1. Barrenland rivers in Northwest Territories, 2000–2002: The Horton and Thelon rivers (and their tributaries) were sampled in summer (June–July) 2000 and 2002, respectively, by travelling down them by canoe, and stopping at intervals to sample the main rivers and tributaries (Currie et al. 2000, 2002). Insects were collected in wadeable areas using kick/dip nets and along the stream edges using an aerial net, rock searches, and Malaise trapping. Mature specimens were sorted visually on site.

  2. Mackenzie River Biomonitoring Project, 2005–2006: 102 sites (tributaries and mainstem) along the Mackenzie River from Great Slave Lake to the Delta were sampled by kick net (wadeable streams) and ponar grab (large rivers) in early fall (late August/early September) and preserved for later sorting as part of a biomonitoring programme led by Department of Fisheries and Oceans Canada scientist Laura Rempel, and Ephemeroptera specimens were made available for this study (Rempel and Gill 2010).

  3. Yukon streams, 2006: streams along the Klondike Highway near Whitehorse and in the Ogilvie Mountains along the Dempster Highway to the Yukon/Northwest Territories border were sampled by kick net and sorted on site in July 2006.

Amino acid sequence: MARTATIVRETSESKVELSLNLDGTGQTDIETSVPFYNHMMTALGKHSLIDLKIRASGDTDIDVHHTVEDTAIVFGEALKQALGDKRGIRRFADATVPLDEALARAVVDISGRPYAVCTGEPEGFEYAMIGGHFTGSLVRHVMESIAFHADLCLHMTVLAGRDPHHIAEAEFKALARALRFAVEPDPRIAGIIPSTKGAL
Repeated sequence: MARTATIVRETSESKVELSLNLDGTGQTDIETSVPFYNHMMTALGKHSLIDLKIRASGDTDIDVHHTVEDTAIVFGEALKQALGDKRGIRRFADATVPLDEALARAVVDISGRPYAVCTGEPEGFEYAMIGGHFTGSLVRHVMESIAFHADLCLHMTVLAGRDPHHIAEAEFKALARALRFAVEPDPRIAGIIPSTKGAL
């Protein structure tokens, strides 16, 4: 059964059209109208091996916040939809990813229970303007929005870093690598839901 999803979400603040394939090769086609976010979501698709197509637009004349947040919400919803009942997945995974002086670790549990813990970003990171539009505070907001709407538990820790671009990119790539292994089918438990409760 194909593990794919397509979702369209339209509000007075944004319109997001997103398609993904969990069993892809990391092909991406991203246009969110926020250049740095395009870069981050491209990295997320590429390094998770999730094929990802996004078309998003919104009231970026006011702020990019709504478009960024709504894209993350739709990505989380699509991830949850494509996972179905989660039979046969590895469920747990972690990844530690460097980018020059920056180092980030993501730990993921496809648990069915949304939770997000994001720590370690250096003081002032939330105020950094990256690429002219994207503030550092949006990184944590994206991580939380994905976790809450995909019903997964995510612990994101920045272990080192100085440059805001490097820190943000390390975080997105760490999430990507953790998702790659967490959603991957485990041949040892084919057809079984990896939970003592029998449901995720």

4. Norman Wells biomonitoring study, 2010–2011: Samples were collected monthly between June and October by kick/dip net in streams and adjacent ponds near Norman Wells, supplemented by aerial collections and Malaise trapping, in cooperation with the Sahtu Renewable Resources Board (Vinke et al. 2015).

  5. Northern Biodiversity Programme, 2010–2011: samples were collected from aquatic habitats near Yellowknife, Norman Wells, and Banks Island and sorted on site. A subsample of these was submitted to the Biodiversity Institute of Ontario, University of Guelph (Guelph, Ontario, Canada) for DNA barcoding (Buddle et al. 2008; Cordero et al. 2016).

All specimens were collected into 80% ethanol, except for those collected for the barcoding study (preserved in 95% ethanol) and by L. Rempel (collected into 10% formalin, then washed into 70% ethanol for processing). Approximately 1500 specimens from these recent collections were large and intact enough to identify at least to genus.